Improving the transfer pathway is good for students, makes college more affordable, and is an effective use of taxpayer funds. But more work is needed, and the leadership and cooperation of each of the community colleges and CSU campuses is required to make this happen.

In March, we released a report, Keeping the Promise: Going the Distance on Transfer Reform, that found California’s community colleges and CSU systems have collaborated to produce nearly 2,000 transfer degree pathways. And more students are earning an ADT each year: Some 20,000 students earned an ADT in 2015, nearly doubling from 2014.

Perhaps the growing popularity of the degree can be summed up by Mark Casas, a current senior at CSU Fullerton who transferred with an ADT from Orange Coast College. “What I liked about the ADT was that it gave me a clear plan for what to take both at the community college then at the CSU,” Casas said. “Having such a clear plan freed me up to join clubs and even study abroad. The ADT saved me money because I’m not taking all of these extra courses I don’t need.”

Clearly, the ADT has some real benefits for students, but we found that not all students have the ADT program available to them. Just 10 of California’s 113 community colleges award 33 percent of all ADTs in the state. Only four of the 23 CSU campuses enrolled 66 percent of all ADT earners. Just a third of ADT holders went on to actually enroll in a CSU.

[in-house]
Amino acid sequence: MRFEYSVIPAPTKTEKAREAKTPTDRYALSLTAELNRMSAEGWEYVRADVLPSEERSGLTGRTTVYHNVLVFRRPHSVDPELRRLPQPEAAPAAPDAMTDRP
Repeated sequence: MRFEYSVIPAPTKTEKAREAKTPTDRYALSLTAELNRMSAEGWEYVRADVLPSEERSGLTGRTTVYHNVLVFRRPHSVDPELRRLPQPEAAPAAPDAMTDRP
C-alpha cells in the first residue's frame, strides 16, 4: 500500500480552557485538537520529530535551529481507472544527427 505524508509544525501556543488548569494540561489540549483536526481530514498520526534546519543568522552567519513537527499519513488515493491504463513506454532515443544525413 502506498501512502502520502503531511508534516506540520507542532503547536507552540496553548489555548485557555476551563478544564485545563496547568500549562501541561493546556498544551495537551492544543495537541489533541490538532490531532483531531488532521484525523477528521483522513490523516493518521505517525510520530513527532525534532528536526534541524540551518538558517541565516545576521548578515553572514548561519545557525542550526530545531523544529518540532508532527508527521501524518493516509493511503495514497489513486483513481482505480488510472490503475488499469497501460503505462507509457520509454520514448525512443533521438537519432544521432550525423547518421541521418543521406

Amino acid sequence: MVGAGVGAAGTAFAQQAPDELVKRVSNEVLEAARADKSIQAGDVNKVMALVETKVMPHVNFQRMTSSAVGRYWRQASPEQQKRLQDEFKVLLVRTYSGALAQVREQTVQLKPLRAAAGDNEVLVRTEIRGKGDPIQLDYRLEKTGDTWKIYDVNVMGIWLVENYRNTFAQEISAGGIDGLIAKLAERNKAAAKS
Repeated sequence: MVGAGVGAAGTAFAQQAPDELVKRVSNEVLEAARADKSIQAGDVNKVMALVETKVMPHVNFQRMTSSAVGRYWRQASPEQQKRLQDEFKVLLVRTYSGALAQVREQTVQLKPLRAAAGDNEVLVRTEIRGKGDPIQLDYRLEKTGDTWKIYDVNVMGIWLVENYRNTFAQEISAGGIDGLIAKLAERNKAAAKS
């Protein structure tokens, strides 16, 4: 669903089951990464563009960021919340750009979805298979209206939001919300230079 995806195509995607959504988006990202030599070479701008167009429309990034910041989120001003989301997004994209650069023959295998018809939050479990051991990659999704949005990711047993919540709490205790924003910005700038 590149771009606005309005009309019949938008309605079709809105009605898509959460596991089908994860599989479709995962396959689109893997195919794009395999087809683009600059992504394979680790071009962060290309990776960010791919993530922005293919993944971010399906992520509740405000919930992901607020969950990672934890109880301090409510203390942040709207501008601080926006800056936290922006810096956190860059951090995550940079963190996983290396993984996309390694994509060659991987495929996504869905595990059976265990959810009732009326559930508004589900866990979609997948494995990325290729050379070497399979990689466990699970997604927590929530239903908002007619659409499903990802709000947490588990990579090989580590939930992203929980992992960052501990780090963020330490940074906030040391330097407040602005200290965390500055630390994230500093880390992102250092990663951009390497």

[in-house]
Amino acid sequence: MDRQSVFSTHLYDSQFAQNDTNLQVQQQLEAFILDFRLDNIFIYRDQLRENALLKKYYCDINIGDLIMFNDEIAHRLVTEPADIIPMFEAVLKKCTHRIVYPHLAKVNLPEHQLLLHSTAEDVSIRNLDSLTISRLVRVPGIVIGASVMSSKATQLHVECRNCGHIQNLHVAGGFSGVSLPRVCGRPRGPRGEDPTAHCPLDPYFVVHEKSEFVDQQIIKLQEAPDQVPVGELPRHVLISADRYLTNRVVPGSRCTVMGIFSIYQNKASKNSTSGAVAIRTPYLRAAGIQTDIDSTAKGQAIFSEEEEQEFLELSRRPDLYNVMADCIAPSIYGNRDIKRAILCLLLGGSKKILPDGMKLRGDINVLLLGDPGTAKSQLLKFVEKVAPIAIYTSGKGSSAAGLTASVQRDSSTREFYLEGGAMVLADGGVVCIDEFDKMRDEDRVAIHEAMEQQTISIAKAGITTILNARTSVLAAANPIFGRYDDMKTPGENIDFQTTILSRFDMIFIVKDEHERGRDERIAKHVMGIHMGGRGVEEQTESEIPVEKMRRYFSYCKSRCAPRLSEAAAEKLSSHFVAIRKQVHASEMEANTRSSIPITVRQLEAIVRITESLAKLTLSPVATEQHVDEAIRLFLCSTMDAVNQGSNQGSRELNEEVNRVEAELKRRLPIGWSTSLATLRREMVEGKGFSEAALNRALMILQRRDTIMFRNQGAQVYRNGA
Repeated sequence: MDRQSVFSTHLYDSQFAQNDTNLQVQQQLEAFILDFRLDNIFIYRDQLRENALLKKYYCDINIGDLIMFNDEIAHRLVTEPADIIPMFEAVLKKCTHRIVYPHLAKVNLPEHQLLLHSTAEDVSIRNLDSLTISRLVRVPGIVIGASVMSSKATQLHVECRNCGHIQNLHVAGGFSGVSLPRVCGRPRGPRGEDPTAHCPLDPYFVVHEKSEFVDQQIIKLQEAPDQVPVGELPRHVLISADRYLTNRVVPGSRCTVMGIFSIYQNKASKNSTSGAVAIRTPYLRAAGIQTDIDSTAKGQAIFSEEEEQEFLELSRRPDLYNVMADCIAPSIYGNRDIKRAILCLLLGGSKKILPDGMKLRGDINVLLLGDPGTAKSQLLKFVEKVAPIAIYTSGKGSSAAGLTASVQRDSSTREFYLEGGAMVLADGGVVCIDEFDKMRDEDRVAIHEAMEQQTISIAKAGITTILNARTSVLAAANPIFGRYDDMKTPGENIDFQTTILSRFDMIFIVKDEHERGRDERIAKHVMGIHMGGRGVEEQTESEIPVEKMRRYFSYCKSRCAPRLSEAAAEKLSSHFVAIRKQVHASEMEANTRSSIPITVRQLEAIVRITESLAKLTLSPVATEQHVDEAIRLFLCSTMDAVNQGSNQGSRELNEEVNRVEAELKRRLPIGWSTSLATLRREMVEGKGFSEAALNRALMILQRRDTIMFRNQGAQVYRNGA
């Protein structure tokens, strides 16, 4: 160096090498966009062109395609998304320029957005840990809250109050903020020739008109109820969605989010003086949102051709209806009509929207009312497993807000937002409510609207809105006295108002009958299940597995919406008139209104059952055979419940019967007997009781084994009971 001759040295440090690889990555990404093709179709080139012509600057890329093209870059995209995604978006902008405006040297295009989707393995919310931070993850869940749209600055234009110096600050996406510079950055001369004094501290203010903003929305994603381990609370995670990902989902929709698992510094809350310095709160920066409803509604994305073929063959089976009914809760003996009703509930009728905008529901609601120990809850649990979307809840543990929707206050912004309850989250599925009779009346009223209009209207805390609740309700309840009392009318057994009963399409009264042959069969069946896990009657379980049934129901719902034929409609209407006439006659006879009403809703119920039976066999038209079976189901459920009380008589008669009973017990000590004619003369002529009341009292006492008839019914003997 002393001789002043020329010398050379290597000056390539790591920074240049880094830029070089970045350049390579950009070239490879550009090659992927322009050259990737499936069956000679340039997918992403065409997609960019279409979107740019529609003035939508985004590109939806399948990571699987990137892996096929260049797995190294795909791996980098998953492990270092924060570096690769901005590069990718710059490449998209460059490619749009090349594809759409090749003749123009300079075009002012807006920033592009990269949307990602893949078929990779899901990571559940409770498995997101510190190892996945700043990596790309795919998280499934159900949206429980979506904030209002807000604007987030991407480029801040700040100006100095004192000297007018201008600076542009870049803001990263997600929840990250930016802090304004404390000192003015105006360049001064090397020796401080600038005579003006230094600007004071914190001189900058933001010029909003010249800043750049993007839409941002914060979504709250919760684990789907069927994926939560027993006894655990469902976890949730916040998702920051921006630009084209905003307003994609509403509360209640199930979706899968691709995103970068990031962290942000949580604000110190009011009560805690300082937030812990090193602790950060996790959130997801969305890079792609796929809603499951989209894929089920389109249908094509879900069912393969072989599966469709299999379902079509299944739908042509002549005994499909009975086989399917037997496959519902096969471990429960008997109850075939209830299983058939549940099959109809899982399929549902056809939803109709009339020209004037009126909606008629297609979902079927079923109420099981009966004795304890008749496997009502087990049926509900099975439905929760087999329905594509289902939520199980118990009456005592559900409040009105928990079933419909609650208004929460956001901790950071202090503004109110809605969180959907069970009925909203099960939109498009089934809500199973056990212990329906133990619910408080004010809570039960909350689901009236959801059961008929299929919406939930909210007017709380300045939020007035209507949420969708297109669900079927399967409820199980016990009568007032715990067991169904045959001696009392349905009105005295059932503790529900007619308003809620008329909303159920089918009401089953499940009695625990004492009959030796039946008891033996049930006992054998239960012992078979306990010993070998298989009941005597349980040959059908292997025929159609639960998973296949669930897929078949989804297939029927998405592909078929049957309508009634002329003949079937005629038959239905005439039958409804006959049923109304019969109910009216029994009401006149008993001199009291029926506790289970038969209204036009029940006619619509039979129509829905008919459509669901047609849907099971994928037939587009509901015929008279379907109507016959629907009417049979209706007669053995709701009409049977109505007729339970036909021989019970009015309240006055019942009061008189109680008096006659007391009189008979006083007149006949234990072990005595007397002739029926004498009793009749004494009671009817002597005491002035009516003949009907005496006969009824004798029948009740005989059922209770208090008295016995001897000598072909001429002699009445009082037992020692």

That means most of California’s community colleges and state universities can do, and must do, a much better job of attracting students to the program and encouraging them to complete the transfer degree and go on to complete the four-year bachelor’s degree.

With every passing year, students who want degrees languish in our overburdened community colleges and state universities, taking longer to earn degrees—more than six years in most cases—and spending greater sums to accomplish that goal. As a result, our workforce is left wanting for more degree holders to take on existing and future jobs.

Our report provides several recommendations for strengthening the ADT program: Policymakers should continue legislative oversight of the program and require better data collection. State funding and policy priorities should support success of the ADT program. Community College and CSU campuses should strengthen their individual ADT pathways and improve communications and counseling so more students are aware of the program, enroll and go on to earn their college degrees.

The promise of the ADT to help California students and their families find an affordable, efficient pathway to a bachelor’s degree depends on community colleges, the CSU and our state leaders going the distance in fully implementing transfer reform. These 16 community colleges and CSU campuses demonstrate that strong policy followed by effective implementation can make a difference in providing true opportunity so hundreds of thousands of new Californians can call themselves college graduates.